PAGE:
I had to get used to the different mentality of the locals here and had to constantly remind myself that the entertainment industry in Singapore was not as established as the places where I have worked before such as Europe, Scandinavia and London. However, looking around the region now, Singapore has advanced very fast compared to the other countries. Starting a business up in Singapore is also very expensive…

Who are your usual customers?
Mostly schools, theatres, theatre groups…I also supply to professional make-up artists.
Schools are a huge customer pool, with so many dance and drama performances every year. There is a huge market for hobby cosmetics as Singapore grows more westernized and also because there is a growth in the number of expatriates in Singapore who practice hobby make-up. I once had two Australian women who were so happy to find the type of cosmetics that I carry that they stood outside my shop, started clapping their hands and squealing with delight.

Were those your oddest customers?
They were considered normal. I once had a cross-dresser come in and begged me to disguise his Adam’s apple. Another time, I had a model doing a nude shoot who did not want to show any of his special bits so he asked me to remodel a whole appendage to cover his own. That was weird…why do a nude shoot in the first place?!

How does a Danish such as yourself spend his free time in Singapore?
Is there such a thing as ‘free time’ in Singapore? I am always working and if I am not working, it means I am sick. And though the food in Singapore is great, I am not a great fan of coffee shops and head to the nearest restaurant I can find. I’m not a noodle man.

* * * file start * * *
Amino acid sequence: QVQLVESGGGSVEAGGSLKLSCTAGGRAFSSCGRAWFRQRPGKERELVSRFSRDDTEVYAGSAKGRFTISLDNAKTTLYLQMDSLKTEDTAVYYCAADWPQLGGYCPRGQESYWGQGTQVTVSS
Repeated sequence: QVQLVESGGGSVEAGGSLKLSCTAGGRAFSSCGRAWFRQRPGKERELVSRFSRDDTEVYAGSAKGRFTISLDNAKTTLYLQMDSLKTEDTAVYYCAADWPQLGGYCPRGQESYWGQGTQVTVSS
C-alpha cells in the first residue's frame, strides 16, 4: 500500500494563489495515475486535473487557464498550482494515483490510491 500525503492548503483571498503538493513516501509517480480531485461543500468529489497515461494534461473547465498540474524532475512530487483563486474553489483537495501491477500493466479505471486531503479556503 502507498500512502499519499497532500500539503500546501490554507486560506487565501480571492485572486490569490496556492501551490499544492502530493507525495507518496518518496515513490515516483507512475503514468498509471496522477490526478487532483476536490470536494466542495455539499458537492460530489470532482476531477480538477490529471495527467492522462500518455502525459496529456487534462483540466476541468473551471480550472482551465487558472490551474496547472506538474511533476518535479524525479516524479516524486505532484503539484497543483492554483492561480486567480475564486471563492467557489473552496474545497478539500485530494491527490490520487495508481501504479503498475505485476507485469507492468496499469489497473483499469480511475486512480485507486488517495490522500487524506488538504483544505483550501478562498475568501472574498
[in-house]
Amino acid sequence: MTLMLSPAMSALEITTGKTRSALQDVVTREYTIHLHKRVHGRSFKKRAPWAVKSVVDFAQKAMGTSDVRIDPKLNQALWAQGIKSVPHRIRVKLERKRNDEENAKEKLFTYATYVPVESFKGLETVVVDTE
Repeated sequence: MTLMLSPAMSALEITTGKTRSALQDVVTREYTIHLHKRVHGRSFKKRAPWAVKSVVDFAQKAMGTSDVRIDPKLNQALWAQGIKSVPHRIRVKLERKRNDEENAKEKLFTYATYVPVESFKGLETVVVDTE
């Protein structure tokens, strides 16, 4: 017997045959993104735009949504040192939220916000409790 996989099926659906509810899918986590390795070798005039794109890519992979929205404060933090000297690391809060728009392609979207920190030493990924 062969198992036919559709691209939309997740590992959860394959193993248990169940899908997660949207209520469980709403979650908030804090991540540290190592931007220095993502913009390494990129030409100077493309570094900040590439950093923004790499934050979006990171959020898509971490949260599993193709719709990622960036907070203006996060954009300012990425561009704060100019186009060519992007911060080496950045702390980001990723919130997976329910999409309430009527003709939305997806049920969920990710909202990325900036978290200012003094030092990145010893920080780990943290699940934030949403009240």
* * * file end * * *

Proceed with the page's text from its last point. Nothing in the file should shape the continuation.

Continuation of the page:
Other than that, I am communing with nature. I know the nightlife in Singapore is good but no pubs and clubs for me. I would also head to the Danish church, which in my opinion is the most beautiful place at Mount Faber but I have no time to go there!

As a Scandinavian, what’s your favourite thing about Singapore?
Definitely the cleanliness and safety….in Copenhagen, you would see dog poo every ten metres. If it’s not dog poo, someone has peed on the wall…something you don’t see in Singapore.

Any advice for other Danes considering Singapore to live and work in?
Look out for the stress! It a way more stressful environment compared to Scandinavia where it’s so easy going. It is a wonderful place to stay but you need lots of income to support yourself even on an average basis. Most Scandinavians would love the warm weather, the greenery and the shopping. I am still considering where to retire though…there’s a big difference between retiring in Singapore and Denmark because Denmark is a welfare society, everything is taken care of till the day I die but in Singapore, I probably need to spend money till the day I kick the bucket.

You can visit Paw Sorenson at his shop located in 150 Orchard Rd #03-67 Orchard Plaza. You can also contact him at 6738 6209 or email him at [email protected]